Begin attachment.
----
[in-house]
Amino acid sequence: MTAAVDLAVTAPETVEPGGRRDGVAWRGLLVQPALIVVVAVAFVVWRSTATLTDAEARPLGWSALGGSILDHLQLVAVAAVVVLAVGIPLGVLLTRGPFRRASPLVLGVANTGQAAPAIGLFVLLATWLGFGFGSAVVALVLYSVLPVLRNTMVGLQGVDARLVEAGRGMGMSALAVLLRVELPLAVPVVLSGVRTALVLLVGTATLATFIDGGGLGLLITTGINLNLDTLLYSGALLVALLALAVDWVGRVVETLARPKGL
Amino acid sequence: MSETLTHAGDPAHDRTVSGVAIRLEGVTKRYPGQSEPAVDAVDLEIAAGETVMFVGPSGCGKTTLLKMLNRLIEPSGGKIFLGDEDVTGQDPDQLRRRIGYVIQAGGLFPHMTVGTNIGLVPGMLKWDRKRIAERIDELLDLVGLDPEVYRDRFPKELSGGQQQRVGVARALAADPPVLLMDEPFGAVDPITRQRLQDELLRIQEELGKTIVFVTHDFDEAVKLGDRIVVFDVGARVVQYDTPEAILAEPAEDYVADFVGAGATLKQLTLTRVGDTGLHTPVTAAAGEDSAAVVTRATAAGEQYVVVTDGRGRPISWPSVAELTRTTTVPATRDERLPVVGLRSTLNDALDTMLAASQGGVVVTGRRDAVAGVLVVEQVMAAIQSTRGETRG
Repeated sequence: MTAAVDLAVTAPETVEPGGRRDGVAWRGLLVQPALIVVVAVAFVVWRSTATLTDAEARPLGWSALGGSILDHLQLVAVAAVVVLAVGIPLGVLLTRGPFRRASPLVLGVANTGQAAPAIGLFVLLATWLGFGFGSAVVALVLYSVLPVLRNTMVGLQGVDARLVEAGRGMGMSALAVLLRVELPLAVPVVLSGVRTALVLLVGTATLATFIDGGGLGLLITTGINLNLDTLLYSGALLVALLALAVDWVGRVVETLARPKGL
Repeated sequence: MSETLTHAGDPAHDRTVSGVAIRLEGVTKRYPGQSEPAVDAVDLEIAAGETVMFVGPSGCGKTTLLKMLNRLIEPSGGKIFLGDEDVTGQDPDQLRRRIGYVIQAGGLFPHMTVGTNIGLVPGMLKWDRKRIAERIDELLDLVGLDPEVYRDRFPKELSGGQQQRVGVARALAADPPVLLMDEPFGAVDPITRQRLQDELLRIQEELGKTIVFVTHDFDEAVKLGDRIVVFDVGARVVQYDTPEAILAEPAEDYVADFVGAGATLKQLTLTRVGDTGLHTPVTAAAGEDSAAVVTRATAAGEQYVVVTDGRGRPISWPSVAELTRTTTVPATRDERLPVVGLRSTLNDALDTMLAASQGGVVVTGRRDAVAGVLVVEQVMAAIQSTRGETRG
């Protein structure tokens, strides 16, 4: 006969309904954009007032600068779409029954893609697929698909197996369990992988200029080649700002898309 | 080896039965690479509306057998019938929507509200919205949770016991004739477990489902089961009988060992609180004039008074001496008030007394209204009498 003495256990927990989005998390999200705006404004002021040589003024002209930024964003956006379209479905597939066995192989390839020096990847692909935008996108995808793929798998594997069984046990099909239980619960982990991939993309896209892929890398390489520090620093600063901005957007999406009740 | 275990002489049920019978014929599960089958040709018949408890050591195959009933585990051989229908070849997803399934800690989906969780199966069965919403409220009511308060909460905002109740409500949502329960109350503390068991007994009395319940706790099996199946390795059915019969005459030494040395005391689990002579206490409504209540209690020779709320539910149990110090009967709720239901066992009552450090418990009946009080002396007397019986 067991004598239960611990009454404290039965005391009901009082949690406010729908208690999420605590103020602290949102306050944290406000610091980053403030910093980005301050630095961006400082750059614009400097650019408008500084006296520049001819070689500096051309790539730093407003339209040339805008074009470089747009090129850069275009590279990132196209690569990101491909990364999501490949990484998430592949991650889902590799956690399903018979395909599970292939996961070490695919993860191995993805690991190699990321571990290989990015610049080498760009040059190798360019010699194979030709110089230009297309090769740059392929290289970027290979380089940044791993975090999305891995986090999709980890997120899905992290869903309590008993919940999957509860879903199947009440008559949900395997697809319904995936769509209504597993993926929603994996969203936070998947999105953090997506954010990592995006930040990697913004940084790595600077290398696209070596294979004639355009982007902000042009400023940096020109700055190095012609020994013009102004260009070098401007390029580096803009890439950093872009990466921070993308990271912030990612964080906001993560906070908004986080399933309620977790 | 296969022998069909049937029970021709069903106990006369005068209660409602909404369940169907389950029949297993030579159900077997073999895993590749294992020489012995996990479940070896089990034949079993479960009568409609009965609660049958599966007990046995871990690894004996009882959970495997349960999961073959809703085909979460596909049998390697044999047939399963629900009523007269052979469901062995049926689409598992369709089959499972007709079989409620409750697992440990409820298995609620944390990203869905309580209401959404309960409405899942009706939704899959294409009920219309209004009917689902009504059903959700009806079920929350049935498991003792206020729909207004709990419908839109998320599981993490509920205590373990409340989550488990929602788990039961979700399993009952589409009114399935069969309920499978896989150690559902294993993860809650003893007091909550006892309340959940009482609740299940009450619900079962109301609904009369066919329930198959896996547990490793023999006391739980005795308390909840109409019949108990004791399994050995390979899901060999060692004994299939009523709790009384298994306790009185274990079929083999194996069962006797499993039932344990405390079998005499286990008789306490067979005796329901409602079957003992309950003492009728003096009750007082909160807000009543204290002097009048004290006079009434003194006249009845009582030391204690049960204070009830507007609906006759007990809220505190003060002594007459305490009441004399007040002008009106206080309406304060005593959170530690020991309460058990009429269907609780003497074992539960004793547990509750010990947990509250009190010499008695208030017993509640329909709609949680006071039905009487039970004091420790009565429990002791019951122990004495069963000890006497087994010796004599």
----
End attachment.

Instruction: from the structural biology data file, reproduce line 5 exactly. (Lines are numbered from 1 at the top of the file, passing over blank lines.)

Repeated sequence: MSETLTHAGDPAHDRTVSGVAIRLEGVTKRYPGQSEPAVDAVDLEIAAGETVMFVGPSGCGKTTLLKMLNRLIEPSGGKIFLGDEDVTGQDPDQLRRRIGYVIQAGGLFPHMTVGTNIGLVPGMLKWDRKRIAERIDELLDLVGLDPEVYRDRFPKELSGGQQQRVGVARALAADPPVLLMDEPFGAVDPITRQRLQDELLRIQEELGKTIVFVTHDFDEAVKLGDRIVVFDVGARVVQYDTPEAILAEPAEDYVADFVGAGATLKQLTLTRVGDTGLHTPVTAAAGEDSAAVVTRATAAGEQYVVVTDGRGRPISWPSVAELTRTTTVPATRDERLPVVGLRSTLNDALDTMLAASQGGVVVTGRRDAVAGVLVVEQVMAAIQSTRGETRG